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Nutrients 2018, 10(5), 622; https://doi.org/10.3390/nu10050622

The Potential Cost-Effectiveness and Equity Impacts of Restricting Television Advertising of Unhealthy Food and Beverages to Australian Children

1
Centre for Population Health Research, School of Health and Social Development, Global Obesity Centre (GLOBE), Deakin University, Geelong, VIC 3220, Australia
2
Deakin Health Economics, Centre for Population Health Research, School of Health and Social Development, Deakin University, Geelong, VIC 3220, Australia
3
Cancer Research Division, Cancer Council NSW, Woolloomooloo, Sydney, NSW 2011, Australia
4
School of Medicine, Griffith University, Gold Coast, QLD 4222, Australia
*
Author to whom correspondence should be addressed.
Received: 26 March 2018 / Revised: 30 April 2018 / Accepted: 11 May 2018 / Published: 15 May 2018
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Abstract

Television (TV) advertising of food and beverages high in fat, sugar and salt (HFSS) influences food preferences and consumption. Children from lower socioeconomic position (SEP) have higher exposure to TV advertising due to more time spent watching TV. This paper sought to estimate the cost-effectiveness of legislation to restrict HFSS TV advertising until 9:30 pm, and to examine how health benefits and healthcare cost-savings differ by SEP. Cost-effectiveness modelling was undertaken (i) at the population level, and (ii) by area-level SEP. A multi-state multiple-cohort lifetable model was used to estimate obesity-related health outcomes and healthcare cost-savings over the lifetime of the 2010 Australian population. Incremental cost-effectiveness ratios (ICERs) were reported, with assumptions tested through sensitivity analyses. An intervention restricting HFSS TV advertising would cost AUD5.9M (95% UI AUD5.8M–AUD7M), resulting in modelled reductions in energy intake (mean 115 kJ/day) and body mass index (BMI) (mean 0.352 kg/m2). The intervention is likely to be cost-saving, with 1.4 times higher total cost-savings and 1.5 times higher health benefits in the most disadvantaged socioeconomic group (17,512 HALYs saved (95% UI 10,372–25,155); total cost-savings AUD126.3M (95% UI AUD58.7M–196.9M) over the lifetime) compared to the least disadvantaged socioeconomic group (11,321 HALYs saved (95% UI 6812–15,679); total cost-savings AUD90.9M (95% UI AUD44.3M–136.3M)). Legislation to restrict HFSS TV advertising is likely to be cost-effective, with greater health benefits and healthcare cost-savings for children with low SEP. View Full-Text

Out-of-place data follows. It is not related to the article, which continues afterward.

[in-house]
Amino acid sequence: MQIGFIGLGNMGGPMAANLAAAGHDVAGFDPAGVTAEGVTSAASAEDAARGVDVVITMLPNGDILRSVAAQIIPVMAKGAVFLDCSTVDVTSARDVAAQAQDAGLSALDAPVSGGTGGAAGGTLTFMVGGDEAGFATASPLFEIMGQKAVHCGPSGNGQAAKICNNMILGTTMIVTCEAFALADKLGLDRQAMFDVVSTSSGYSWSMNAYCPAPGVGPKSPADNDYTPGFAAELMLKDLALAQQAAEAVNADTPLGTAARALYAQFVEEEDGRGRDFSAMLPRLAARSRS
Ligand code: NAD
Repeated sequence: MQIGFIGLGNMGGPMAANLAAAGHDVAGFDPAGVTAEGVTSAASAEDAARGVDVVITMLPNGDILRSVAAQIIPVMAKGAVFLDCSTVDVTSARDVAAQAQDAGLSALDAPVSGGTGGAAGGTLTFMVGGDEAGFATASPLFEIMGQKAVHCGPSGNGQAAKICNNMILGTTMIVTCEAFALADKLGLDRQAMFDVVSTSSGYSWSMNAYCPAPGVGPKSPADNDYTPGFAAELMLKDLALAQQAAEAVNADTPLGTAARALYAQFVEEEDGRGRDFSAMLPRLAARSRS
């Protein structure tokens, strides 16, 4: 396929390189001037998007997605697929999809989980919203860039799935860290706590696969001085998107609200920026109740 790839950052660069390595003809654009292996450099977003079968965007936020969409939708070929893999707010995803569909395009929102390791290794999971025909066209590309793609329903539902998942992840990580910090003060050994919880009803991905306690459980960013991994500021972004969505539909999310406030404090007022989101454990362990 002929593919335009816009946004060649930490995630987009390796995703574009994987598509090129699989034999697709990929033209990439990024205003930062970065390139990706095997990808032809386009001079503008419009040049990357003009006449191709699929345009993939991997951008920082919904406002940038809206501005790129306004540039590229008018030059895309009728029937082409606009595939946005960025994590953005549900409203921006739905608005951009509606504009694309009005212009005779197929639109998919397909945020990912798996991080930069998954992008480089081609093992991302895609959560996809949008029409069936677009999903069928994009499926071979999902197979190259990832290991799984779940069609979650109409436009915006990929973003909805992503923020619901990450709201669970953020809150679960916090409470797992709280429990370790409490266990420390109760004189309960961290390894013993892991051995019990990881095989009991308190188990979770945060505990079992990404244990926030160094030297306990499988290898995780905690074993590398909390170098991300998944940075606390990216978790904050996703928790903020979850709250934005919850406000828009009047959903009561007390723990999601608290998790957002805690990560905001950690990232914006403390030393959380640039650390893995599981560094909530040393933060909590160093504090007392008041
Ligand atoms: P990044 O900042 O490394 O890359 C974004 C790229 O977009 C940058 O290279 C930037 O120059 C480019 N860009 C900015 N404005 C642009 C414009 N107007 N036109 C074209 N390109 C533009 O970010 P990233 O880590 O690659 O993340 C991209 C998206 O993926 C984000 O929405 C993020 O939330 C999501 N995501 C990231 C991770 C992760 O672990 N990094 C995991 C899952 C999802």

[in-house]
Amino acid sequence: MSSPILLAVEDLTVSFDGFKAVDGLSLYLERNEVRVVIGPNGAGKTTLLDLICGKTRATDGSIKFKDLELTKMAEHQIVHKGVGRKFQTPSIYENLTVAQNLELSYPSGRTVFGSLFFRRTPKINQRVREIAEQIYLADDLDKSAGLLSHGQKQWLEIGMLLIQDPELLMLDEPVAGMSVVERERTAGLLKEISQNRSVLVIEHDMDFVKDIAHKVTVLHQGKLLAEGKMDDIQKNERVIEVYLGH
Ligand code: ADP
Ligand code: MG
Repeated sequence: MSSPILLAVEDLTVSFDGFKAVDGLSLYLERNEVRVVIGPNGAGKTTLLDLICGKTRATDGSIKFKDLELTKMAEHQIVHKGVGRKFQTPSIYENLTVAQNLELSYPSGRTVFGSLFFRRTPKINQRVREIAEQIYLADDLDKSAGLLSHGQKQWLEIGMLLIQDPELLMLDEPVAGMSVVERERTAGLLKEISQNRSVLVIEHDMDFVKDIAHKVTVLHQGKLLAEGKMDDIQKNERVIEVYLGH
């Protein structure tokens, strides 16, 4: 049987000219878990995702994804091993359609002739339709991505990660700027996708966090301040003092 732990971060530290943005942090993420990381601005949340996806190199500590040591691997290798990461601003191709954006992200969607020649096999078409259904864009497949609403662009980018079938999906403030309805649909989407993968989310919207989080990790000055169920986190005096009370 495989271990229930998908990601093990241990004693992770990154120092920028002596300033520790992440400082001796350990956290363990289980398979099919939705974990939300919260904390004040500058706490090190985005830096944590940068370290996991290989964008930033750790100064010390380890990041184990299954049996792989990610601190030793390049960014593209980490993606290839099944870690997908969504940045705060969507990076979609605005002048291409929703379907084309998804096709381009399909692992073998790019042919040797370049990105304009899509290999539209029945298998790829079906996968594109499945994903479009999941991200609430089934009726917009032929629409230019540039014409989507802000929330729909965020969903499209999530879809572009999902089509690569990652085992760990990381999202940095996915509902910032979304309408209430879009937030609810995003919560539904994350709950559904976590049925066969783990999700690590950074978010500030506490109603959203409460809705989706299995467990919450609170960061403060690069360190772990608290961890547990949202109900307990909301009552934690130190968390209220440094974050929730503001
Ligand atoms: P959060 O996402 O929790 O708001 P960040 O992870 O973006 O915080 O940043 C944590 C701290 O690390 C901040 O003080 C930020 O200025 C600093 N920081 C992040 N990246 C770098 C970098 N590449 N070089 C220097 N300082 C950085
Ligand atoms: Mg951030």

Keywords: economic evaluation; cost-effectiveness; obesity; pediatric economic evaluation; cost-effectiveness; obesity; pediatric
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This is an open access article distributed under the Creative Commons Attribution License which permits unrestricted use, distribution, and reproduction in any medium, provided the original work is properly cited. (CC BY 4.0).

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Brown, V.; Ananthapavan, J.; Veerman, L.; Sacks, G.; Lal, A.; Peeters, A.; Backholer, K.; Moodie, M. The Potential Cost-Effectiveness and Equity Impacts of Restricting Television Advertising of Unhealthy Food and Beverages to Australian Children. Nutrients 2018, 10, 622.

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